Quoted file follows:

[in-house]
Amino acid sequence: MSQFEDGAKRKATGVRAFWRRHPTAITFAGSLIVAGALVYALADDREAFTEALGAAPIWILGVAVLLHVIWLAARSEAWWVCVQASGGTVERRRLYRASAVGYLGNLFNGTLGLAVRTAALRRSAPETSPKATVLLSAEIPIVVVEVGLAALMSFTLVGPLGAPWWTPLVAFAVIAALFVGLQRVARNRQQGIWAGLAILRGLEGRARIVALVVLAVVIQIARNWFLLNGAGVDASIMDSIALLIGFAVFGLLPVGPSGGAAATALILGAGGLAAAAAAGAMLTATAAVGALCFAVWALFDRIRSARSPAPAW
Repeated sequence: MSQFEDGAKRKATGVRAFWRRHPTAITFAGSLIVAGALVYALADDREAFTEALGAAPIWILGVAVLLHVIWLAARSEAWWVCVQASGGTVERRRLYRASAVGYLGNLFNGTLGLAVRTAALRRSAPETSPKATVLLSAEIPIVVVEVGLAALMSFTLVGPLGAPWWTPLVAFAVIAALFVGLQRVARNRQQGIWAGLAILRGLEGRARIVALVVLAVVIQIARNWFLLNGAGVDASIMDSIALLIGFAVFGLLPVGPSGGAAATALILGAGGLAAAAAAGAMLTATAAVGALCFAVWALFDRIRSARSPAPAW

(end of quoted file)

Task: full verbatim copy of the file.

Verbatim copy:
[in-house]
Amino acid sequence: MSQFEDGAKRKATGVRAFWRRHPTAITFAGSLIVAGALVYALADDREAFTEALGAAPIWILGVAVLLHVIWLAARSEAWWVCVQASGGTVERRRLYRASAVGYLGNLFNGTLGLAVRTAALRRSAPETSPKATVLLSAEIPIVVVEVGLAALMSFTLVGPLGAPWWTPLVAFAVIAALFVGLQRVARNRQQGIWAGLAILRGLEGRARIVALVVLAVVIQIARNWFLLNGAGVDASIMDSIALLIGFAVFGLLPVGPSGGAAATALILGAGGLAAAAAAGAMLTATAAVGALCFAVWALFDRIRSARSPAPAW
Repeated sequence: MSQFEDGAKRKATGVRAFWRRHPTAITFAGSLIVAGALVYALADDREAFTEALGAAPIWILGVAVLLHVIWLAARSEAWWVCVQASGGTVERRRLYRASAVGYLGNLFNGTLGLAVRTAALRRSAPETSPKATVLLSAEIPIVVVEVGLAALMSFTLVGPLGAPWWTPLVAFAVIAALFVGLQRVARNRQQGIWAGLAILRGLEGRARIVALVVLAVVIQIARNWFLLNGAGVDASIMDSIALLIGFAVFGLLPVGPSGGAAATALILGAGGLAAAAAAGAMLTATAAVGALCFAVWALFDRIRSARSPAPAW